(This was a short story I wrote for my world literature class in 9th grade. We were told to base a short story on a poem. I wrote mine based off of Undiscouraged by Friedrich Nietzsche. I wrote this rather last minute, so it’s very rushed and of poor quality. Regardless, here it is.)
No. It couldn’t be true. No. He couldn’t accept it. This was it. This was his life. This is what he lived for and now, well now he had no life it seemed. No reason to live. No reason to keep digging. This was beyond discouragement. Beyond questioning his own beliefs. This was a destruction of everything he believed. Everything he had ever thought or trusted in his realm of work, annihilated. This was the end. All of those debates, all the relationships broken, all the lives lost, and for what? His faith, (Yes, he was not afraid to say the accursed F word now) was so well placed in this one idea, to the point that his entire life revolved around it, and now he was wrong.
Fredrick stood in front of the large, open window, his eyes wide and staring at nothing in particular. A few stories below, a black street evangelist had gotten the attention of hundreds of passing people. This was to be expected. The street below, usually blocked off by the traffic of New York’s signature yellow taxis hocking each other to pieces, was now covered by swarms of teary eyed, terrified, confused New Yorkers looking for an answer. Today, the traffic was quite a few blocks down, as alluded to by the distant honking of taxi horns and cursing of especially loud drivers. The sky was cloudy, the kind of weather one would see directly before a heavy storm, darkening the late afternoon. The humid, uncomfortable, summer air added to that feeling before a storm, in the city.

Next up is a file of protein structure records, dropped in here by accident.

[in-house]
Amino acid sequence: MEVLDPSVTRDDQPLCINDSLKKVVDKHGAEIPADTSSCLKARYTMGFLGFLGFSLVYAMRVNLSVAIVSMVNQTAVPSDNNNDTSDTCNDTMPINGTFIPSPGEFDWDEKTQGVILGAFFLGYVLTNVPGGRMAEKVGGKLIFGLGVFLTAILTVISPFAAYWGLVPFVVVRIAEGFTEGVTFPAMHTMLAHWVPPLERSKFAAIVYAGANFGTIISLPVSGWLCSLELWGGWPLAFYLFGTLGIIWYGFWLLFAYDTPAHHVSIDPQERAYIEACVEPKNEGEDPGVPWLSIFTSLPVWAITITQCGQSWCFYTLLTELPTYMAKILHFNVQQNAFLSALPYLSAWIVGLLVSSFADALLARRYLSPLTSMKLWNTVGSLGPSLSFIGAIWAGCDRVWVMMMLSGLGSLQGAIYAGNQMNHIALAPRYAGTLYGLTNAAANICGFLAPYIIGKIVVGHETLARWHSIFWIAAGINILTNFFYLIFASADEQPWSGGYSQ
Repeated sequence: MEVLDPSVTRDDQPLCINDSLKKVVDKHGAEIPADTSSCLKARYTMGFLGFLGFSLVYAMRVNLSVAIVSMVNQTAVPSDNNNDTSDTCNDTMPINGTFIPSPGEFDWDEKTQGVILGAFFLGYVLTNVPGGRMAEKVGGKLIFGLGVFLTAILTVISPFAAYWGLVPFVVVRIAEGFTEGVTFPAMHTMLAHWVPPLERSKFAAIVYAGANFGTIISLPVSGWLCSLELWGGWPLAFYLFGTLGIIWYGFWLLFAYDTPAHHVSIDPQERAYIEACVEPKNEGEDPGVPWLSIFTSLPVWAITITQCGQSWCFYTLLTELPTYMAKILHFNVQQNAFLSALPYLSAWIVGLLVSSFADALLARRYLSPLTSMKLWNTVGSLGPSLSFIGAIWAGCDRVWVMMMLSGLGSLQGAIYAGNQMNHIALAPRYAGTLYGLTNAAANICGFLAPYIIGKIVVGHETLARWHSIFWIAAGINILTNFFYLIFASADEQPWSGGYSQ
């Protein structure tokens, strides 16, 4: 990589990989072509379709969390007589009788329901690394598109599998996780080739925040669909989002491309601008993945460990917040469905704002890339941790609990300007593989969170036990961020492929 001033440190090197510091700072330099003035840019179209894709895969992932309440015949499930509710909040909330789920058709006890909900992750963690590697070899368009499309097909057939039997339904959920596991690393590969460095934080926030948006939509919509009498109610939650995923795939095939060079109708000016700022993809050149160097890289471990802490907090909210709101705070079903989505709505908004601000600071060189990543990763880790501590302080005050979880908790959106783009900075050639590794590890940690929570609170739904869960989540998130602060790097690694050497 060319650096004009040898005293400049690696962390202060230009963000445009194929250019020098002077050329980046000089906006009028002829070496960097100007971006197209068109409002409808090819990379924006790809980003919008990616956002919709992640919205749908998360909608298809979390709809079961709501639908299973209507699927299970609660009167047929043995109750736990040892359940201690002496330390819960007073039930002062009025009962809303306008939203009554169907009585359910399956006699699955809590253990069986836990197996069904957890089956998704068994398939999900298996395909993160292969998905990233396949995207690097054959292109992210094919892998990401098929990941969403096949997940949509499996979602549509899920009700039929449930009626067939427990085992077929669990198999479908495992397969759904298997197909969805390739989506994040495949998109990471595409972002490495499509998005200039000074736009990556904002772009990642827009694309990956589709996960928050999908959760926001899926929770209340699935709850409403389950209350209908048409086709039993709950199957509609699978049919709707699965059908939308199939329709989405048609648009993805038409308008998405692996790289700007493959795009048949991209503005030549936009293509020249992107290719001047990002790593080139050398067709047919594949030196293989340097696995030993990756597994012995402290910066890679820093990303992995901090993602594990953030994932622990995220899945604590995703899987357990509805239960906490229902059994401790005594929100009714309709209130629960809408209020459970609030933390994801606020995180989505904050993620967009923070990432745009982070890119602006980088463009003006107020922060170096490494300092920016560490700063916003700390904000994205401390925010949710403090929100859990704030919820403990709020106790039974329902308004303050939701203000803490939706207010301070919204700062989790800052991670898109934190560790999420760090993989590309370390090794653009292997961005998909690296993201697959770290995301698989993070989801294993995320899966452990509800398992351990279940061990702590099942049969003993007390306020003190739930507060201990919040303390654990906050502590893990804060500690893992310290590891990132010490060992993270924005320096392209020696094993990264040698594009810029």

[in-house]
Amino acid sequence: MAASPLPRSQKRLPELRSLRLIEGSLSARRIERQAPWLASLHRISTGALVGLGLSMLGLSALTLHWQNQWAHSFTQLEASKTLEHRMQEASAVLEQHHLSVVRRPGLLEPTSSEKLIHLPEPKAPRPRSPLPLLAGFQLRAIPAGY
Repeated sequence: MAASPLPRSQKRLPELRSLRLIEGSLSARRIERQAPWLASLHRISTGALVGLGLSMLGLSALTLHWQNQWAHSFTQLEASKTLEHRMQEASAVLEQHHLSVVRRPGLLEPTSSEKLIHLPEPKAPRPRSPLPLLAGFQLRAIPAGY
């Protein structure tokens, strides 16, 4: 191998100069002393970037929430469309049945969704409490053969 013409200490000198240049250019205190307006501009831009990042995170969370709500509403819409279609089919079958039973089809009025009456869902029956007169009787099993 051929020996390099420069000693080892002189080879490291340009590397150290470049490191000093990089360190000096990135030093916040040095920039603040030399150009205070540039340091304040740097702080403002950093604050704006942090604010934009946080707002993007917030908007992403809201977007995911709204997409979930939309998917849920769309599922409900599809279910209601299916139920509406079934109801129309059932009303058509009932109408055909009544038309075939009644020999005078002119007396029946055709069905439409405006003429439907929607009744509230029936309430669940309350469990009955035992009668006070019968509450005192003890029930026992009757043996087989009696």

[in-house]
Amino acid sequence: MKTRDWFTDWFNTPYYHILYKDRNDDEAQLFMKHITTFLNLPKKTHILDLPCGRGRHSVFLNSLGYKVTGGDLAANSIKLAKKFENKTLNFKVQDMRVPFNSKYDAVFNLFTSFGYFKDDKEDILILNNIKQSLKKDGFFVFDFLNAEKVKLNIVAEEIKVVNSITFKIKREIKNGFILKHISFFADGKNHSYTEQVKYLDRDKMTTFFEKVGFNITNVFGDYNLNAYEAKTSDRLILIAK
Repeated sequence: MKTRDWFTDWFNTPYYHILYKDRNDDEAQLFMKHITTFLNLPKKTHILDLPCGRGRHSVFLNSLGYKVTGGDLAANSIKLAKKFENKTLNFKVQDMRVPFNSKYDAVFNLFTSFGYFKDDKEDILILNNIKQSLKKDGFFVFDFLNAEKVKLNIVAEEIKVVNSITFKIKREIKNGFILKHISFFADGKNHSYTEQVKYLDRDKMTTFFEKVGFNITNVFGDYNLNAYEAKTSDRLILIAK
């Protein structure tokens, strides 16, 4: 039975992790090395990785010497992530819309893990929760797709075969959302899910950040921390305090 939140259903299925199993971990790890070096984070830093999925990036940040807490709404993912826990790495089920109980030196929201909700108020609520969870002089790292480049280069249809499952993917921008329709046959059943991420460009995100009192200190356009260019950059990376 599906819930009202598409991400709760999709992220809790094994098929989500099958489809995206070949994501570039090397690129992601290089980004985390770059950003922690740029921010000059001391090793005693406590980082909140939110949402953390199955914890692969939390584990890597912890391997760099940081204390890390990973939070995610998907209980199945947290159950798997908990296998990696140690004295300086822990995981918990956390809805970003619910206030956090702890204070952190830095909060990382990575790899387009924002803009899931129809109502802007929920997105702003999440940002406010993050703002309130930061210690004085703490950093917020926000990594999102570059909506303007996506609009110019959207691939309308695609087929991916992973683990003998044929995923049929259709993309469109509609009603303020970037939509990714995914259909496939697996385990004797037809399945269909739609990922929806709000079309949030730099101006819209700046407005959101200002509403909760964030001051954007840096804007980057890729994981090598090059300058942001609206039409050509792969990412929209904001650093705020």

The preacher below appeared to be the stereotypical, black gospel preacher, complete with the intense sweating, passionate cries for ‘Amens’, and a zealous message all about hell and damnation and things of that sort. Any other day, these people in the streets would’ve ignored him and go about their lives and jobs. But not today. Today, similar sermons and gatherings were happening all over the city, all over the world probably. If Fredrick wasn’t so angry or confused, he might’ve attempted to listen to this man, just out of curiosity about how the other side was taking the news. Instead, he simply stared out of his window, contemplating what to do.
There was a knock on the door of his apartment, startling Fredrick out of this reverie. He jumped and turned around, wondering who would knock on his door. There were hundreds of people who would want to talk to him right then, and very few of them were people Fredrick would want to talk with himself. Fellow teachers, religious people he had debated with, students that he had ‘led astray’. No. It was better not to answer the door. In a child-like manner, he snuck over to his tiny bed room in the corner of his small apartment, and hid behind his bed, so that he couldn’t be seen through the peephole. The knock came again. Fredrick didn’t respond. And yet again, there came the three rhythmic knocks on his door.
“Freddy, old boy,” a familiar British accented voice called from the hallway “It’s Charlie! I know you’re in there! I’m a little older and confused, but my eye sight is still perfectly fine. I could see you from below when I was walking into the building.” Charlie nervously laughed a little when he referenced his eyesight.
Fredrick let out a sigh of relief as he stood up and walked to the door. Charlie was exactly the man he would want to talk to. He would know what to do.
“Oh, hello! I was starting to worry you had jumped,” Charlie exclaimed when Fredrick opened the door.
“I was right well tempted to when I first heard,” Fredrick responded with a grave tone in his quiet, clear voice, that hinted at his German nationality “come on in.”
“Oh, well, thank you,” Charles said, politely taking off his hat as he walked into the apartment “bloody awful mess, isn’t it?”